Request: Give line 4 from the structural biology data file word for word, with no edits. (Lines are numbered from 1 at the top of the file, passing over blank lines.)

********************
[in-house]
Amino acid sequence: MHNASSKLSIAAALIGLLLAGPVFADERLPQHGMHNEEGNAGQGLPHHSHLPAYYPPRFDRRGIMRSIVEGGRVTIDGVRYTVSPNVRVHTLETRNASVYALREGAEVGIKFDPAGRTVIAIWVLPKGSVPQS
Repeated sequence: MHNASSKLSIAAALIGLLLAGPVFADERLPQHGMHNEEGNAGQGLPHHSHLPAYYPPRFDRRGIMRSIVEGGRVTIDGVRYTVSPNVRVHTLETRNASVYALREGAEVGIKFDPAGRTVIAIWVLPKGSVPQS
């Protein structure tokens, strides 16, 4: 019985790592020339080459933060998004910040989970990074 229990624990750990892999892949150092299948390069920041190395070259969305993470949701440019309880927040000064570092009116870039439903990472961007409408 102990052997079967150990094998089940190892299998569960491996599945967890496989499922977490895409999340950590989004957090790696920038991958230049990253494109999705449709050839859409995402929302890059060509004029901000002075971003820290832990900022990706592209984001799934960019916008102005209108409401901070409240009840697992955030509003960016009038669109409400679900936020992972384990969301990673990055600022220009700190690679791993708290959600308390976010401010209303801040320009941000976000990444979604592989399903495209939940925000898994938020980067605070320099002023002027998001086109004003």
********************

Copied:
């Protein structure tokens, strides 16, 4: 019985790592020339080459933060998004910040989970990074 229990624990750990892999892949150092299948390069920041190395070259969305993470949701440019309880927040000064570092009116870039439903990472961007409408 102990052997079967150990094998089940190892299998569960491996599945967890496989499922977490895409999340950590989004957090790696920038991958230049990253494109999705449709050839859409995402929302890059060509004029901000002075971003820290832990900022990706592209984001799934960019916008102005209108409401901070409240009840697992955030509003960016009038669109409400679900936020992972384990969301990673990055600022220009700190690679791993708290959600308390976010401010209303801040320009941000976000990444979604592989399903495209939940925000898994938020980067605070320099002023002027998001086109004003």